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Inferno (Robert Langdon) Paperback – May 6, 2014
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Harvard professor of symbology Robert Langdon awakens in an Italian hospital, disoriented and with no recollection of the past thirty-six hours, including the origin of the macabre object hidden in his belongings. With a relentless female assassin trailing them through Florence, he and his resourceful doctor, Sienna Brooks, are forced to flee. Embarking on a harrowing journey, they must unravel a series of codes, which are the work of a brilliant scientist whose obsession with the end of the world is matched only by his passion for one of the most influential masterpieces ever written, Dante Alighieri's The Inferno.
Dan Brown has raised the bar yet again, combining classical Italian art, history, and literature with cutting-edge science in this sumptuously entertaining thriller.
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“A book-length scavenger hunt. . . . Jam-packed with tricks.” —The New York Times
“Fast, clever, well-informed. . . . Dan Brown is the master of the intellectual cliffhanger.” —The Wall Street Journal
“One hell of a good read. . . . As close as a book can come to a summertime cinematic blockbuster.” —USA Today
“A diverting thriller.” —Entertainment Weekly
“Brown isn’t just a novelist; he’s a crossover pop culture sensation. . . . Inferno isthe kind of satisfying escapist read that summers were made for.” —The Boston Globe
“Harrowing fun threaded with coded messages, art history, science, and imminent doom.” —Daily News (New York)
“[Brown is] the planet’s most dastardly thriller writer. . . . Inferno moves with . . . velocity, excitement, and fun.” —The Independent (UK)
“An adventure ride through a literary text. . . . [A] sweeping spectacle.” —Pittsburgh Post-Gazette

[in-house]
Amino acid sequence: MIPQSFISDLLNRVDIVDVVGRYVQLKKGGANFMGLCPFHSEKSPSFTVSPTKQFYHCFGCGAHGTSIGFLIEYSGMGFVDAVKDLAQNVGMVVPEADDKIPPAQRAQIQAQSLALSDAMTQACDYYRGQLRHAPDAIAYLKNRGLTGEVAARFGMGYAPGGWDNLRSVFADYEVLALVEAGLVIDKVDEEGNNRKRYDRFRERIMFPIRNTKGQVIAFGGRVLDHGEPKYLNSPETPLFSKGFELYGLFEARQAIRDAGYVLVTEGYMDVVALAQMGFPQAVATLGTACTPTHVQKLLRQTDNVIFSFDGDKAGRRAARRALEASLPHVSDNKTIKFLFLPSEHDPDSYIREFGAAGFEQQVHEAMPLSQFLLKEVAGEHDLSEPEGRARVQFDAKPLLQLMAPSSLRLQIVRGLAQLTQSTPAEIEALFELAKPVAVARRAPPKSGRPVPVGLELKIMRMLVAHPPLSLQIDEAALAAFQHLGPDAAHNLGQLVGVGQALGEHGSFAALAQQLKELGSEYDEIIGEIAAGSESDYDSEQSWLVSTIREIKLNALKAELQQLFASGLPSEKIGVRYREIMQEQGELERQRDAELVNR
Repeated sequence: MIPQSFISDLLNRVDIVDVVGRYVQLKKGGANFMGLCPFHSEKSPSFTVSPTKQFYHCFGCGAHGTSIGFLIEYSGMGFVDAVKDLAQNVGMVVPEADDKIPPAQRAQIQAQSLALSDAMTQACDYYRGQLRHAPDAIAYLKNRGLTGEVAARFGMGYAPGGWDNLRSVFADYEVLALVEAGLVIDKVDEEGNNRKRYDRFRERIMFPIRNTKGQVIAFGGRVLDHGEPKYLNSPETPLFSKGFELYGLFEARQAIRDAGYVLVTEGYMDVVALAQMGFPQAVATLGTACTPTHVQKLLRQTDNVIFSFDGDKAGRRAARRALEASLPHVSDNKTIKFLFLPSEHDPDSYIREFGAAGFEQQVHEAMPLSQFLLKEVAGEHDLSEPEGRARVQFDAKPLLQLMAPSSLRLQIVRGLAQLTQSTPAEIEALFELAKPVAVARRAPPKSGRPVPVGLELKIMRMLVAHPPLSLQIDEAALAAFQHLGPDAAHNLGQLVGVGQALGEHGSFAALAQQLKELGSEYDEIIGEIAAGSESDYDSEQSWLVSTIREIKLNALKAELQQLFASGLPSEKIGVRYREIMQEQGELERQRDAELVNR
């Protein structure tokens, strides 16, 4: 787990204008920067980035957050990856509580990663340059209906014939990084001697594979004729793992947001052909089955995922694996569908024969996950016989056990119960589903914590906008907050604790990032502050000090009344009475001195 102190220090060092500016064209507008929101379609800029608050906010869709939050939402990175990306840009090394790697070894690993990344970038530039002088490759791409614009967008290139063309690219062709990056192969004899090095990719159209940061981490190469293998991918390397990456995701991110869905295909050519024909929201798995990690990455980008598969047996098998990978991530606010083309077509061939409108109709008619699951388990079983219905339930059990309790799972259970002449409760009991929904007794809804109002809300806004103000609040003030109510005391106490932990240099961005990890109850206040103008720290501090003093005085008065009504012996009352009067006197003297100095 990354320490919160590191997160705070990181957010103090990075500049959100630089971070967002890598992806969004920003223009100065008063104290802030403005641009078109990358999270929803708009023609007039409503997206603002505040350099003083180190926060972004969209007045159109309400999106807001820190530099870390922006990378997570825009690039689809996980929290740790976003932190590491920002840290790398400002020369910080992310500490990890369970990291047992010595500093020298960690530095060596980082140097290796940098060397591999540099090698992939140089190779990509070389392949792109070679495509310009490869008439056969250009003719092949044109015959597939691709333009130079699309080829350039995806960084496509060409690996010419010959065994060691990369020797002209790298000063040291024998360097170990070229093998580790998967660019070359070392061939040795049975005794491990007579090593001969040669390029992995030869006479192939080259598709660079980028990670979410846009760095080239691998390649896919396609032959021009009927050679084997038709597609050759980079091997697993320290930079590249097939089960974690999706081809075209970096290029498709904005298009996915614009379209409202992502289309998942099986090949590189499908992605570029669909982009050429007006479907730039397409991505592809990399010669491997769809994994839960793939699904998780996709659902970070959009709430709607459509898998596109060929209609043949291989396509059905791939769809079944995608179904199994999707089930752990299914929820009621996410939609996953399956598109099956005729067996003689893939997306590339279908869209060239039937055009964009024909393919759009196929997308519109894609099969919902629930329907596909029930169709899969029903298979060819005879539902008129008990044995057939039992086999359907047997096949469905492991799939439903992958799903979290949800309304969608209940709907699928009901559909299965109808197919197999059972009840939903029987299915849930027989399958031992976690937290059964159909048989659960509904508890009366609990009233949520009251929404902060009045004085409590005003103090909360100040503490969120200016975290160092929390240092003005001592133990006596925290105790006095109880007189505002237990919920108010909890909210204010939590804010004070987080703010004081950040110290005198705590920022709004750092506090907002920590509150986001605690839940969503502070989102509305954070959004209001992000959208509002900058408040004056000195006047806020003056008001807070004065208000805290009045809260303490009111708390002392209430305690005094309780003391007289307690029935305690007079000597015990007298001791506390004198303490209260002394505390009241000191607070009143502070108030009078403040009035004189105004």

“A fast and furious race.” —The Plain Dealer
"A master of the breathless, puzzle-driven thriller.” —Richmond Times-Dispatch
“What Brown does in a way that appeals to millions of people around the world is tell stories that remind us there’s more to the world than meets the eye.” —The Huffington Post
About the Author
- Publisher : Anchor; Movie Tie-In edition (May 6, 2014)
- Language : English
- Paperback : 624 pages
- ISBN-10 : 1400079152
- ISBN-13 : 978-1400079155
- Item Weight : 12 ounces
- Dimensions : 4.2 x 1.6 x 7.5 inches
- Best Sellers Rank: #22,384 in Books (See Top 100 in Books)
- Customer Reviews:
About the author
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Top reviews from the United States
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I read the Da Vinci Code when it first came out and knew very little about Bibical theories, especially those surrounding Mary Magdalene. So without spoilers, let me say that I was really surprised and interested about the twists that were in that book.
Both in that book and in this one, there are discussions about European art and history. I know a little more about that having been an art history minor in college, but Dan Brown really has fun (and so did this reader) in exploring the intricacies and possible hidden meanings and details of many old writings, and in showing us the secret portals to ancient churches and mosques not seen on your average tour. In this case, what is explored in detail is Dante's Inferno, although other works and historical sites are detailed as well.